High-flying Achronix plans move to ML

High-flying Achronix plans move to ML

Business news |
By Peter Clarke

Achronix plans to provide increased support for machine learning architectures such as convolutional neural networks and is also planning to offer a new product line called SpeedChip.

Steve Mensor, vice president of marketing, at Achronix disclosed that Achronix was enjoying an “annus mirabilis” in a briefing. When asked how he could be sure of such numbers with the year less than half-way through said: “We have a hard backlog. This is based on what we’ve shipped and on orders. Anything more that comes in the second half will just add to that.”

Achronix quaterly revenue 2Q16 through 2017. Source: Achronix

Achronix was founded in 2004 and took some time to bring its form of FPGA to market eventually gaining support from Intel as a foundry client on the now relatively mature 22nm FinFET process. However, since being able to ship product with I/O tailored to high-speed networking applications, in its Speedster 22i family it has started to achieve some traction, Mensor said.

And in 2016 it went down a path followed by some other FPGA companies by offering to license various cores of its Speedster FPGAs to SoC builders, under the name Speedcore. However, this offering was ported to the popular 16FF+ 16nm FinFET manufacturing process offered by leading foundry TSMC (see Achronix branches out into FPGA IP with TSMC).

Next: Three product types

In 2017 Speedcore will represent about 20 percent of Achronix sales rising to 50 percent by 2020, Mensor said.

Achronix product mix in 2020 covering
$400 million to $500 million annual revenue.
Source: Achronix


Strong sales in networking and data acceleration gives Achronix the opportunity to target other applications or support the current sector in greater depth. “We are going to pivot towards application targeted chips,” said Mensor, adding that support for acceleration of machine learning was a key opportunity.

“Machine learning is running at 66 percent CAGR according to Semico Research. Big data is just growing larger and larger. An automated vehicle going to generate something like 4Tbytes of data per day. We need bigger engines for processing,” said Mensor. “And programmable is good because the architectures are diverse and algorithms will continue to change.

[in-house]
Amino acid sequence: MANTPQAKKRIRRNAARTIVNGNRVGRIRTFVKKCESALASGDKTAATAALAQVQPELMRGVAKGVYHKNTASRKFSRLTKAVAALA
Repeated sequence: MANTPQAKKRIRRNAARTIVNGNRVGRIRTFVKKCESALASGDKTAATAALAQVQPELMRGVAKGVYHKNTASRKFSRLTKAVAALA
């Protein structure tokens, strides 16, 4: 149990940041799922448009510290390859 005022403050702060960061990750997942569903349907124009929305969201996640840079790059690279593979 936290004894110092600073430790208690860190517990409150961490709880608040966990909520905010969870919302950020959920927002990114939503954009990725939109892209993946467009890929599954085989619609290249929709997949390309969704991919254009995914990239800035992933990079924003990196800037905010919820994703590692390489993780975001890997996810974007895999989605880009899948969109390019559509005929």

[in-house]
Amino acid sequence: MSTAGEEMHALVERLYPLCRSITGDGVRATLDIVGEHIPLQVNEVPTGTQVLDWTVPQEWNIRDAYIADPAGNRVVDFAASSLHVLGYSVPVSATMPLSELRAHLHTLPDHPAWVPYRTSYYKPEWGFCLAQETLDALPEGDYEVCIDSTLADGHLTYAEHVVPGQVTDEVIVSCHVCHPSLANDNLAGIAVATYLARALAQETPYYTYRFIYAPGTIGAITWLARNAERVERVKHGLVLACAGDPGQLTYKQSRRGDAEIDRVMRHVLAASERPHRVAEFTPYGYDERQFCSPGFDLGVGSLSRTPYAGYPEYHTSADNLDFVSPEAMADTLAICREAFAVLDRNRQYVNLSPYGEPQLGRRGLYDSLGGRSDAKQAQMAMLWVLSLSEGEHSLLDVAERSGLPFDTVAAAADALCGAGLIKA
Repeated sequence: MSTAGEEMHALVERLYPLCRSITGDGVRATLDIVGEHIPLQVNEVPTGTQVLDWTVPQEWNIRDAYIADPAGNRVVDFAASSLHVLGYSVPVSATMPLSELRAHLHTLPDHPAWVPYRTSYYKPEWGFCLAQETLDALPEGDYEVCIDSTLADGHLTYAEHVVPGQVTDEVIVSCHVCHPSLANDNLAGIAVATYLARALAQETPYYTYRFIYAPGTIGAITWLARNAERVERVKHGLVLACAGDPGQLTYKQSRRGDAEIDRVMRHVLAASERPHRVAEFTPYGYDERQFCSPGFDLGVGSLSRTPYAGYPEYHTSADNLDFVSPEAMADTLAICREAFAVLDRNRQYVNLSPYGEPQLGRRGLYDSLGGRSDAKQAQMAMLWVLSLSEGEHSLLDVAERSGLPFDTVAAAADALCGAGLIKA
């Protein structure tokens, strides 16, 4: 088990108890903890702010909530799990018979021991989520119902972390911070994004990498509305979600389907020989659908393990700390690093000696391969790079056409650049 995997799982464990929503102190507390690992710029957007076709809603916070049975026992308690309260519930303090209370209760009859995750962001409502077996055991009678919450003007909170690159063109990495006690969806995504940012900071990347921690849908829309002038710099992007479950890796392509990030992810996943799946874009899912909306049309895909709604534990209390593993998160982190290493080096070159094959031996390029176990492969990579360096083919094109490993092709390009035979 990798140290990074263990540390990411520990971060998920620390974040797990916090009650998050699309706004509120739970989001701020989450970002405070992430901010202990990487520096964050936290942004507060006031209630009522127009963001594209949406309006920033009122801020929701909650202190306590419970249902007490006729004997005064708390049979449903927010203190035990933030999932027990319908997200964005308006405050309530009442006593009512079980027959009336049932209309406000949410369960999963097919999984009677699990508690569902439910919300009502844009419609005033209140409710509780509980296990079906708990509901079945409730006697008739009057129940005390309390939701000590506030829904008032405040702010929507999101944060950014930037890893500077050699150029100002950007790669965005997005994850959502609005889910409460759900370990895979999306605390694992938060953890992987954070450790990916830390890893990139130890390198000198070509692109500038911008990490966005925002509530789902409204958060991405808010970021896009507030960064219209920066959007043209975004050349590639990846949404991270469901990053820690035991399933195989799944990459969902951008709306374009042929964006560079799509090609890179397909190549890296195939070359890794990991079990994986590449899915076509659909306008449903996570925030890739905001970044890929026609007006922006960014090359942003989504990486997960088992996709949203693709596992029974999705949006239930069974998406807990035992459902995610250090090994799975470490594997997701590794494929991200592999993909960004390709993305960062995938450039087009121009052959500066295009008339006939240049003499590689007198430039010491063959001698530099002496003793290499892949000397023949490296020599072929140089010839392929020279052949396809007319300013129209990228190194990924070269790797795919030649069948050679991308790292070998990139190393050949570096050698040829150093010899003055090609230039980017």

Current engagements for Speedcore include machine learning in data centers, automotive ADAS, 5G wireless infrastructure, network acceleration, SQL and Internet acceleration.

Next: Products, upgrades coming

“Right now Speedster is not optimized for ML. But we are working on our next generation [of Speedster] on a better manufacturing process. There will be more details to come in the second half of 2017,” said Mensor.

Speedcore is also set to jump to from 16FF+ to 7nm FinFET from TSMC. That will be delivered in first half of 2018, Mensor said, but added that it is open to other process nodes, such as 12nm or 16FFC and other foundries, such as Globalfoundries. “We need a lead customer for a port,” said Mensor.

Steve Mensor, vice president of marketing at Achronix.

Mensor added that later in 2017 Achronix would launch its Speedchip approach to providing field programmability of hardware.

“This comes in the form of a chiplet for 2.5D integration. It’s something Speedcore customers have asked about because sometimes they want a package integrated solution, rather than a monolithically integrated solution. In some cases adding Speedcore to an SoC increases the die size making it uneconomic. Speedchip is an FPGA but we will customize the interface to customers specific requirements. Speedchip is an ASIC business model,” he said.

Related links and articles:

News articles:

Achronix branches out into FPGA IP with TSMC

22nm FPGA maker takes on Xilinx and Altera

FPGA cores offered for TSMC’s 40ULP process

China’s Gowin expands non-volatile FPGA family

Put FPGAs in your SoCs

If you enjoyed this article, you will like the following ones: don't miss them by subscribing to :    eeNews on Google News


Linked Articles